Cooper, who has previously said he personally supports marriage equality, had nonetheless continued to defend the law. Cooper said he and his attorneys will continue to appear in court cases when arguments are scheduled on four lawsuits challenging North Carolina’s anti-LGBT constitutional amendment.
“We believe it will be important for us to present to the courts in North Carolina the Fourth Circuit decision,” Cooper said.
Statewide LGBT advocacy group Equality North Carolina praised Cooper’s decision to accept the Fourth Circuit’s ruling.
“The Fourth Circuit has spoken and Attorney General Roy Cooper’s statements today reflect the new reality for North Carolina’s constitutional ban on the freedom to marry: that it is indefensible, it is unconstitutional, and it should no longer deny North Carolina’s loving, same-gender couples from fully participating in our society,” Chris Sgro, Equality NC executive director, said in a release. “While we continue to look to the Supreme Court to provide a final, national resolution to this rising call for marriage equality in our home state and beyond, it’s now up to our state leaders to help us stand on the right side of history — and with the people of North Carolina — by no longer defending this discriminatory marriage ban.”
Listen to Roy Cooper’s press conference:
Virginia ruling does not strike North Carolina law
The ruling in Virginia does not immediately strike at the heart of North Carolina’s anti-LGBT marriage laws or constitutional amendment.
Attorneys involved in the Virginia case, however, said several general principles do apply.
“The decision itself does include some general principles about the freedom to marry — that it is a fundamental right and it applies strict scrutiny under both due process and equal protection,” said Jonathan Davidson of Lambda Legal. “Those principles do apply to the other states in the Fourth Circuit but the decision does not order the clerks in those states to allow same-sex couples to marry.”
Though no direct order applies to North Carolina, Davidson said some clerks could take matters into their own hands. Similar action was seen by a clerk in Boulder, Colo.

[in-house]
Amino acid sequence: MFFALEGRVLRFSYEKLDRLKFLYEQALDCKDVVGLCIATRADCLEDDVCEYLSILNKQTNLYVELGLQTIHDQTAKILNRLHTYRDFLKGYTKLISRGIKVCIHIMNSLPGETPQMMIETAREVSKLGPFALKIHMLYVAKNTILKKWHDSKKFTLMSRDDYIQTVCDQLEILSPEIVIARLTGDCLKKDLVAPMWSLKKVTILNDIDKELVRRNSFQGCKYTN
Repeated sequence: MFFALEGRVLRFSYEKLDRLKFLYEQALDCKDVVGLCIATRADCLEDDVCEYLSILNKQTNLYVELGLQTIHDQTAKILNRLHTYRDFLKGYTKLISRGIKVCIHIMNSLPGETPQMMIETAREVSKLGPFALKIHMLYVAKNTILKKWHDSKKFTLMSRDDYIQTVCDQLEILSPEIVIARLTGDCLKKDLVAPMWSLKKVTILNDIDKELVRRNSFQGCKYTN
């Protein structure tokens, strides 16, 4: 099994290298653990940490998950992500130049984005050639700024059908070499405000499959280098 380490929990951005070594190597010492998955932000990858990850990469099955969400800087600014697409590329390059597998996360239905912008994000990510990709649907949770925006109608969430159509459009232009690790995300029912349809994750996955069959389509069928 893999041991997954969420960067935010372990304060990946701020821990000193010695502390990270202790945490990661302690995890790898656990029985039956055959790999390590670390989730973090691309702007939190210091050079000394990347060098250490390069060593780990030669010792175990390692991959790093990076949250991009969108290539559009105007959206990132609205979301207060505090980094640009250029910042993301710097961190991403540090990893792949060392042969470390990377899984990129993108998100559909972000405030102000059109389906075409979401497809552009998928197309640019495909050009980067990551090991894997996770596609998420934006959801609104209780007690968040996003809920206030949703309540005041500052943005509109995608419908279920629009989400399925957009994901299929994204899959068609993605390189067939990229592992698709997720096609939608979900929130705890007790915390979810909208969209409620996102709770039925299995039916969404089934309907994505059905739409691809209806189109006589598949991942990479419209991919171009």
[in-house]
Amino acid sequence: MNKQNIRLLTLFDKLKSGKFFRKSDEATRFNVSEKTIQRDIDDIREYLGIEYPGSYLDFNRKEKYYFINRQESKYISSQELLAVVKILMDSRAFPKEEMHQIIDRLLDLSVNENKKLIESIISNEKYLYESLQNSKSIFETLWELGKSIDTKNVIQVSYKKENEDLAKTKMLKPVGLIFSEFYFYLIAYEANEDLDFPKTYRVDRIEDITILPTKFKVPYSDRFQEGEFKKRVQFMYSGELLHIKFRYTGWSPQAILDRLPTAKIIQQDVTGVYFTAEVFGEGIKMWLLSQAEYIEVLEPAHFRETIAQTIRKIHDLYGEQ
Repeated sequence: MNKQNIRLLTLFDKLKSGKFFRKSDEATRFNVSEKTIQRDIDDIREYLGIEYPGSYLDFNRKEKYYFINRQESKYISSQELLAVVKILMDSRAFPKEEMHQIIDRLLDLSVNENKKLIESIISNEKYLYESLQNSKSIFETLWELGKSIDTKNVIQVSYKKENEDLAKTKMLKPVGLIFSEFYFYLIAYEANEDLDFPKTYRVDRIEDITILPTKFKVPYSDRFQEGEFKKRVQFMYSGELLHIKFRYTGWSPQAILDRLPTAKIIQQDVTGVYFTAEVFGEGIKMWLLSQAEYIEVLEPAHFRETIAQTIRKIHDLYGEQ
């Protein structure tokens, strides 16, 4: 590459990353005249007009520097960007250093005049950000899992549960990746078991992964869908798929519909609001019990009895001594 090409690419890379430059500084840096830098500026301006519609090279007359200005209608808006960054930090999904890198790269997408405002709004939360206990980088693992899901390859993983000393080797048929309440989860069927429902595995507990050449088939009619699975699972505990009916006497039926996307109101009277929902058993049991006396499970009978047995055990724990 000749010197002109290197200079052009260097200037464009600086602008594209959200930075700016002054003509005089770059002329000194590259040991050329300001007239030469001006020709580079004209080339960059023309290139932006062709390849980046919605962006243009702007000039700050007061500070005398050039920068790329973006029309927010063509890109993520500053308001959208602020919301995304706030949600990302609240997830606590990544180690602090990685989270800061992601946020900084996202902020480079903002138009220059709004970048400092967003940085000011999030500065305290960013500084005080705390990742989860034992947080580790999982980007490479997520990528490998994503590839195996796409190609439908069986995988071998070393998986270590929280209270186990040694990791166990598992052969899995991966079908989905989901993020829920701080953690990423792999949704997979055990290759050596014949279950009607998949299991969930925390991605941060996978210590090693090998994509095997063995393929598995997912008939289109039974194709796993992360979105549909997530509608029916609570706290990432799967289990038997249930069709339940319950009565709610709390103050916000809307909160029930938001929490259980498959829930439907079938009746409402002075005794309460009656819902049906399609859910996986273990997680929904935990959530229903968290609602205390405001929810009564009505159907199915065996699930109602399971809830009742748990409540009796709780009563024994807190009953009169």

“What we could see is what happened in Colorado,” Davidson said. “When the 10th Circuit decided the case from Utah, a clerk in Colorado, based on that Utah decision, decided to start allowing same-sex couples and despite the efforts of the state of Colorado to stop the clerk in Boulder from issuing marriage licenses, she has continued to do.”
Davidson said other cases in West Virginia and North Carolina could also be affected. “We could go back into court and based on the decision from the Fourth Circuit argue that an order should be issued to clerks in those states … and to state officials to recognize same sex couples with marriages from other states,” he said.
North Carolina advocates react
Legal advocates and activists in North Carolina praised the Virginia ruling today, calling it a step forward in the movement toward marriage equality in the Tar Heel State. Four lawsuits are currently challenging North Carolina’s anti-LGBT constitutional amendment, which was passed by 61 percent of voters.
“Today’s ruling sets a clear precedent for courts in North Carolina and is the most significant step to date toward securing the freedom to marry for all loving and committed couples in our state,” Chris Brook, legal director for the ACLU of North Carolina Legal Foundation, said in a press release. “Though there is still much work that needs to be done, this ruling has given an enormous boost to our efforts to ensure that all loving and committed couples are able to have the security and dignity that comes only with marriage.”
The ACLU of North Carolina is involved in two challenges to the North Carolina ban.
The statewide Equality North Carolina also reacted, with executive director Chris Sgro saying in a release: “Winning the freedom to marry is no longer a matter of IF, it’s a matter of WHEN. And we’re close, but we’re not there yet – as today marks a historic first step forward, while we continue to look to the Supreme Court to provide a final, national resolution to this rising call for marriage equality in our home state and beyond.”
Another group, the Asheville-based Coalition for Southern Equality, said the ruling is good news for North Carolina. Executive director Jasmine Beach-Ferrara called it “further proof that there is not a single valid legal argument to uphold Amendment One.”
She added, “It’s not a question of if Amendment One will be struck down, but when. Each day that North Carolina’s ban on same-sex marriage remains on the books, families are harmed. The Campaign for Southern Equality will continue to call for swift action from the courts to overturn Amendment One, and for citizens and elected officials to take a stand against this discriminatory and immoral law.”
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About the author: Matt Comer is the editor of QNotes, first hired to serve in the role in October 2007. He can be reached via email at firstname.lastname@example.org or via phone at 704-531-9988, ext. 202. Follow him online at facebook.com/matthew.mh.comer or at twitter.com/themattcomer.